Mark Byrnes is a former senior associate editor at CityLab who writes about design and architecture.
In a short 1950s comedy, a small group of grumpy natives celebrate awful customer service in the hopes of keeping Americans away.
Welcome to the latest installation of “Public Access,” where CityLab shares its favorite videos—old and new, serious and nutty—that tell a story about place.
Tourism into Canada reached a record high last year, generating 20.8 million trips—14.3 million of those coming from the U.S. This news would have really pissed off the president of the “Canadian Anti-Tourist League.”
In the National Film Board of Canada’s (NFB) 1959 short film, Tourist Go Home!, a fictitious small group of older Canadians who want to enjoy their pristine parks and fried egg sandwiches in peace—that is, without troublesome Americans—go searching through bootlegged, unedited tourism films to find out what attracts and repels visitors from the south.
The group’s zealous president expresses comical bouts of frustration and satisfaction as they screen footage of one Michigan family’s trip through Ontario’s Muskoka Lakes region. Attractive garbage bins at the park, cops who give helpful directions, and government funded tourism bureaus outrage him. But a surly service station attendant and a waitress that comes up with an exchange rate on the fly make him proud to be a Canadian. While the group frets over the rise of American tourists, their president reminds them that “the Bureau of Statistics does not publish the number of Americans who stay away from Canada after viewing our versions of these films. I’m sure they’re equally effective.”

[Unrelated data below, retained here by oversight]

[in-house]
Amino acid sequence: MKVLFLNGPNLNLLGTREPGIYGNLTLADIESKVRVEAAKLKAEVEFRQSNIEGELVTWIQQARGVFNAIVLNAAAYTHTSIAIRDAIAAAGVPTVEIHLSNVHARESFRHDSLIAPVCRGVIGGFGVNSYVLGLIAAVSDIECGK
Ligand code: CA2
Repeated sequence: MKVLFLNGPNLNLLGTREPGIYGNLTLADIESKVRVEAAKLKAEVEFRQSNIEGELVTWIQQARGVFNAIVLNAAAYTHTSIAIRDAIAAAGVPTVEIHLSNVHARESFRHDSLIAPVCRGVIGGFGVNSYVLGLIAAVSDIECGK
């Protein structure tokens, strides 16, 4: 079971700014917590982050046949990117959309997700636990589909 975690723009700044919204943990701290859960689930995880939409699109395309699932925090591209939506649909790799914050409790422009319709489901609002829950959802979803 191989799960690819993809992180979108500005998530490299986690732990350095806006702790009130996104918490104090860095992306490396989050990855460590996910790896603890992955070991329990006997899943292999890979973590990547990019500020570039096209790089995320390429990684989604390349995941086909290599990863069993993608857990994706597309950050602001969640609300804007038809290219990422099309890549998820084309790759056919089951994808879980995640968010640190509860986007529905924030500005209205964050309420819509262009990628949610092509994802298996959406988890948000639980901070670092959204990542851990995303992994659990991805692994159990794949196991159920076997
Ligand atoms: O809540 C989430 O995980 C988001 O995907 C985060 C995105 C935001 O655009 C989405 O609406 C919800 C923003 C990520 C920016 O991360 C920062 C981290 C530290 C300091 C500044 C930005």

As retold earlier this month in the NFB’s blog, Tourist Go Home! was made for the Canadian Tourist Association, which used it to train industry workers and highlight the importance of American tourism money for Canada’s economy. It ended up being well received, but just in case it wasn’t, a disclaimer was left at the end of the film reminding viewers that “poor conditions are entirely fictitious and do not, in any way, represent conditions in these establishments.”